Dave Crocker

Dave Crocker

Consultant
Joined on October 27, 2004 – United States
Total Post Views: 48,664

About

David H. Crocker is a principal with Brandenburg InternetWorking. He designs network-based applications businesses and distributed system architectures. His current efforts focus on the creation of Internet-based businesses built on a solid foundation of customer benefit and revenue potential.

Dave worked in the ARPA network research community during the 1970s, and led product development efforts at MCI and various Silicon Valley companies, during the 1980s. He then founded several startup companies, serving as CEO for one. Dave developed and operated two national email services, designed two others, and was CEO of a community non-profit ISP. His senior management product efforts cover email clients and servers, core protocol stacks for TCP/IP and OSI, network management control stations, and knowledge management tools for product support. For his work on email, Dave is a co-recipient of the 2004 IEEE Internet Award.

Dave has been leading and authoring Internet standards for thirty-five years, covering Internet mail, instant messaging, facsimile and EDI. He has also contributed to work on Internet security, ecommerce, domain name service, emergency services, and even some TCP and IP enhancements. He has authored more than 50 IETF Requests For Comments. Dave served as an Area Director for the Internet Engineering Task Force, variously overseeing network management, middleware and the IETF standards process. He is also a Senior Technical Adviser for the Messaging, Malware and Mobile Anti-Abuse Working Group (M3AAWG) industry trade association.

Featured Blogs

Officially Compromised Privacy

The essence of information privacy is control over disclosure. Whoever is responsible for the information is supposed to be able to decide who sees it. If a society values privacy, it needs to ensure that there are reasonable protections possible against disclosure to those not authorized by the information's owner. In the online world, an essential technical component for this assurance is encryption. If the encryption that is deployed permits disclosure to those who were not authorized by the information's owner, there should be serious concern about the degree of privacy that is meaningfully possible. more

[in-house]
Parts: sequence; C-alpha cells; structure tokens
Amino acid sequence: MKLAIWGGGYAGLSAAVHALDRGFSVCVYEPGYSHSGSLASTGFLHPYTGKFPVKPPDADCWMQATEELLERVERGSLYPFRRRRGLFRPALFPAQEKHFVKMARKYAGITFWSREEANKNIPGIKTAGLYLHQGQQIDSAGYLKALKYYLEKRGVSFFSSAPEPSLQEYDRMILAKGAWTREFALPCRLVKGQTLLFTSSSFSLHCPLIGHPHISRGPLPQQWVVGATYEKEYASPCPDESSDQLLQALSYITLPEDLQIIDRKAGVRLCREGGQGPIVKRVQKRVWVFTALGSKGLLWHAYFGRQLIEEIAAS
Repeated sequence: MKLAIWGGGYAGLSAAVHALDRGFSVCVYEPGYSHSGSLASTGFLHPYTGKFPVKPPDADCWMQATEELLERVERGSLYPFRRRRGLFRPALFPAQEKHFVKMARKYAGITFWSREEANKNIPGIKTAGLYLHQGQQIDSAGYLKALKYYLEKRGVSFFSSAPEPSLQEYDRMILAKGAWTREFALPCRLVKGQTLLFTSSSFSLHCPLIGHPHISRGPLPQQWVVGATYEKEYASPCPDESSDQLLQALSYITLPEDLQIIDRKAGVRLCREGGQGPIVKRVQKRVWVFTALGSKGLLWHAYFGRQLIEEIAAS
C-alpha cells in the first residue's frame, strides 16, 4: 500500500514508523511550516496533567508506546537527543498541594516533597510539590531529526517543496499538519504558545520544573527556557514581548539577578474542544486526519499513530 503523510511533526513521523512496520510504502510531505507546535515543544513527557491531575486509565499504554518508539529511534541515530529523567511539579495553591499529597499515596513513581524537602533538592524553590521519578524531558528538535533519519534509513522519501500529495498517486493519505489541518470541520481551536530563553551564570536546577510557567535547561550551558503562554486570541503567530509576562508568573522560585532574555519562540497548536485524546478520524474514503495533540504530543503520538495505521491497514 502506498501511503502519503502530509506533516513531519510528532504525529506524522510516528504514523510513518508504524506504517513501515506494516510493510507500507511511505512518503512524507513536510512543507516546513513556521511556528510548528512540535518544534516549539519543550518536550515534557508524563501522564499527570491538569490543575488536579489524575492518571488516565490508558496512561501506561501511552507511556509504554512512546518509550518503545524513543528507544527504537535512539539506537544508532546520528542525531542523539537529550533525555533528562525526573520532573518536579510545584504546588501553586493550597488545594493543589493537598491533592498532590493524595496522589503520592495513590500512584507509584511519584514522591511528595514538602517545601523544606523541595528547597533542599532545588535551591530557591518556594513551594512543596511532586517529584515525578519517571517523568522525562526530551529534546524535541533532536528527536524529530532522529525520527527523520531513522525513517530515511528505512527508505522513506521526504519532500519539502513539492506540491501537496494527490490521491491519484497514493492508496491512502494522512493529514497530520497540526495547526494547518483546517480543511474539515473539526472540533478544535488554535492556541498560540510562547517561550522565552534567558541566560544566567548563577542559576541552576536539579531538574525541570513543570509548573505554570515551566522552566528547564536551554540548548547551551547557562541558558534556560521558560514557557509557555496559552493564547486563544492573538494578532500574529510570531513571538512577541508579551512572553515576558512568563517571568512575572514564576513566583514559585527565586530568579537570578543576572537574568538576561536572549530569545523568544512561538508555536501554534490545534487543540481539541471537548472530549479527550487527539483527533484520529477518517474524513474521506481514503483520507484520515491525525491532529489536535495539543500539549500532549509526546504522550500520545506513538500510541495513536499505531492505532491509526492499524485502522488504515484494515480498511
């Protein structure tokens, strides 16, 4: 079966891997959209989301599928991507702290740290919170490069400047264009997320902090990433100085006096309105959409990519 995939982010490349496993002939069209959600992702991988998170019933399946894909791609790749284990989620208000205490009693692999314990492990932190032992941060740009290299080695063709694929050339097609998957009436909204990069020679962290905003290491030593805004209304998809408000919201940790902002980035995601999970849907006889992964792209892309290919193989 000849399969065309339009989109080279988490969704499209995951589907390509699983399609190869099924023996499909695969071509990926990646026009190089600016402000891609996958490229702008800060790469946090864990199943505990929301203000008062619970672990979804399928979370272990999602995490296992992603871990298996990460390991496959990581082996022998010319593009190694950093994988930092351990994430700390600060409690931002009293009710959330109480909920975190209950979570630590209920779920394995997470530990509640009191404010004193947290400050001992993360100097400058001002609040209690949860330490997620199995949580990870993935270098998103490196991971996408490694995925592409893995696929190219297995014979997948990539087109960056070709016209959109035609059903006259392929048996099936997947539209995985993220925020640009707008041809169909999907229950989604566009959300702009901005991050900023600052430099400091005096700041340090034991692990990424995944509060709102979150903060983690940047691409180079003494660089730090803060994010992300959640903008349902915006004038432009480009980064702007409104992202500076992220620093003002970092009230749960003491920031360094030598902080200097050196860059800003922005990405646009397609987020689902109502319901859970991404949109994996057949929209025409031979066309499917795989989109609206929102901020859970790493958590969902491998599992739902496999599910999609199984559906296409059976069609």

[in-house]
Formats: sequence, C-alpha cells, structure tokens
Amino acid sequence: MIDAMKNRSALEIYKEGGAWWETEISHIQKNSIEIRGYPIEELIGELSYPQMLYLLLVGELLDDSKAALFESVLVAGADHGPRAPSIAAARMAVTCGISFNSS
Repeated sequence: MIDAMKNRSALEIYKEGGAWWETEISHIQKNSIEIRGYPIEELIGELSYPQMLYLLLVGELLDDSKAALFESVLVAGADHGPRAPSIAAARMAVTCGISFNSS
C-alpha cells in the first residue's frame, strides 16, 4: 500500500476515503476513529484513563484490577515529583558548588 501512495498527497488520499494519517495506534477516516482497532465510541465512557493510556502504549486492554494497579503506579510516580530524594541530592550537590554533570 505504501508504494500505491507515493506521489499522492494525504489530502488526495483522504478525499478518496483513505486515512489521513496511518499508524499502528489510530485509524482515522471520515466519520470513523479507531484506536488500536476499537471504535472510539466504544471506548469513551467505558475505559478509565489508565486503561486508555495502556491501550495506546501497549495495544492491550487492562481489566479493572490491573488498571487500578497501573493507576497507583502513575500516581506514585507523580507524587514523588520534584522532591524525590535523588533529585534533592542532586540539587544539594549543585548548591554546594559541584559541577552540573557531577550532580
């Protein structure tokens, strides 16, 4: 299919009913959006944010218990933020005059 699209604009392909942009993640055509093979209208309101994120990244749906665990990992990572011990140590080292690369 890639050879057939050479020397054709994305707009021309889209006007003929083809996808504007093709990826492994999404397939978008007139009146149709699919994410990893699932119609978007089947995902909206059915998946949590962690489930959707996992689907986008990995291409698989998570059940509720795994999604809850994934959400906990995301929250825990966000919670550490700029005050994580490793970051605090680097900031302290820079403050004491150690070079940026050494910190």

Searching Under Lampposts with DKIM

Email is a complex service and email abuse adds confusing deceptions. Worse, like postal mail and even telephone service, Internet mail is inherently open, flexible and even anonymous, making things much easier for abusers. Bad actors hide their true identity and their true purpose. Most other communication tools for users also are also quite open, and problems with email are being replicated elsewhere, such as instant messaging and social media. more

A Few More Thoughts on Email Authentication… errr… Trust

Mike Hammer's thoughtful article, A Few Thoughts on the Future of Email Authentication, should trigger thoughtfulness in the rest of us. Email abuse has been around a long time. Anti-abuse efforts have too. Yet global abuse traffic has grown into the 90+% range, with no hint of trending downward. The best we hear about current effectiveness is for last-hop filtering, if you have the money, staff and skills to apply to the problem... more

Challenges in Anti-Spam Efforts

Without commenting on the particulars as they relate to Goodmail -- especially since I am on the advisory board for Habeas, a competitor -- let me note that public discussion is largely missing the nature of the current Internet mail realities and the nature of the ways we can deal with them. There are two articles in the current issue of the Internet Protocol Journal, of which I wrote one, that provide some useful background about this reality. Simply put, Internet mail needs to sustain spontaneous communications... more